Startling surveys show that one in four women are sexually harassed in the workplace. Numerous unlawful acts go unreported due to the fear of the repercussions for speaking out, including possibly losing a job, fear of personal safety, or being isolated within the work environment. Serious physical and mental anguish can arise from being subjected to continuing sexual harassment while at work such as depression, anxiety, post-traumatic stress disorder, and loss of self-esteem. It’s imperative for individuals to have a voice and to speak out against sexual harassment.
Both women and men may be victims of sexual harassment, and the conduct may come from an employer or a co-worker of the opposite gender or same gender. It’s essential that employees feel protected and safe while working, and the employer is responsible for ensuring that employees are not victims to either subtle or obvious workplace harassment. Unlawful conduct may include: unwelcome emails, text messages, or phone calls, sexual jokes, lewd comments, or foul gestures, sexual favoritism, inappropriate touching, being denied a promotion or pay raise because of your sex, or being offered a benefit for a sexual favor. Fighting back against the unwanted advances is key to maintaining a safe and healthy work environment.
California law protects employees from both sexual harassment and a hostile work environment. Pursuant to the California Fair Employment and Housing Act (FEHA), there are two main categories of sexual harassment: Quid pro quo harassment, meaning you are offered benefits for sexual favors and hostile work environment, meaning sexual harassment that creates a hostile work environment. The California FEHA strictly prohibits sexual harassment and requires that employers take reasonable steps to prevent sexual harassment in the workplace and take immediate action to stop any employee or management from sexually harassing another.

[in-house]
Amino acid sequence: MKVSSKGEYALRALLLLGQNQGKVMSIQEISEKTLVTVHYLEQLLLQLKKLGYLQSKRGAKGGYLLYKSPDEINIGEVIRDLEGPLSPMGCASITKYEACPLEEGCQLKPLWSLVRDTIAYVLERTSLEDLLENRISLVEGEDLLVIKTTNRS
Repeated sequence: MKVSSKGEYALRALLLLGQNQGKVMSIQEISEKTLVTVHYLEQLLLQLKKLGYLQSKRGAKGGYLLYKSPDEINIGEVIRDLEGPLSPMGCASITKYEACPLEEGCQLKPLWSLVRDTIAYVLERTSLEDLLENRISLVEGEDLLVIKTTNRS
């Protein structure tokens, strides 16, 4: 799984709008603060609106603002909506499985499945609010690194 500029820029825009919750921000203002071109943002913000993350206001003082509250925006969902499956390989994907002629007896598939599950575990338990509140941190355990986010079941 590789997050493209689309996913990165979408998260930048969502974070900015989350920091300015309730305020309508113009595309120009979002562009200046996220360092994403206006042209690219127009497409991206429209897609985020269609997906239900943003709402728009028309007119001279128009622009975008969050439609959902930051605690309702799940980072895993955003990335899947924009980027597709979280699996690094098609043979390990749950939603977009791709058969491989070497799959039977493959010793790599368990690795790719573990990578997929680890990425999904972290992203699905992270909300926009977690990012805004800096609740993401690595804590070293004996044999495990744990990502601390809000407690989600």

Federal law also prohibits sexual harassment in the workplace. Title VII of the 1964 Civil Rights Act governs most private and public employers, employment agencies, and labor unions and makes it illegal for an employer to allow a worker to be subjected to sexual harassment. These laws require that employers immediately investigate claims of sexual harassment by using a qualified, neutral investigator. The law says that all victims are to be protected from any retaliation, and the employer must take appropriate and corrective action to resolve the victim worker. When an employer fails to take action, they may be held strictly responsible for the harassment committed by supervisor, agent, employee or third party, such as a customer.
The harasser may not be the only person held accountable. A cause of action may arise against an individual facilitating or aiding the unlawful conduct. Government Code section 12940(i) provides that it is an unlawful employment practice “for any person to aid, abet, incite, compel, or coerce the doing of any of the acts forbidden under this part, or to attempt to do so.” Therefore, a victim may have a claim against those individuals encouraging and/or participating in the sexual harassment.
Advocating to eliminate sexual harassment in the workplace requires a voice…a voice for decency and respect while in the working environment. Condoning or committing verbal or physical harassment is actionable in the workplace, but only if the victim speaks up and fights against the unlawful conduct.
Hold those accountable for their improper and unwanted conduct by asserting your right to work in a safe and hostile-free environment. Don’t be silent…protect yourself against sexual harassment.
Nancyrose Hernandez, Esq
27851 Bradley Rd, Ste 145
Menifee, CA 92586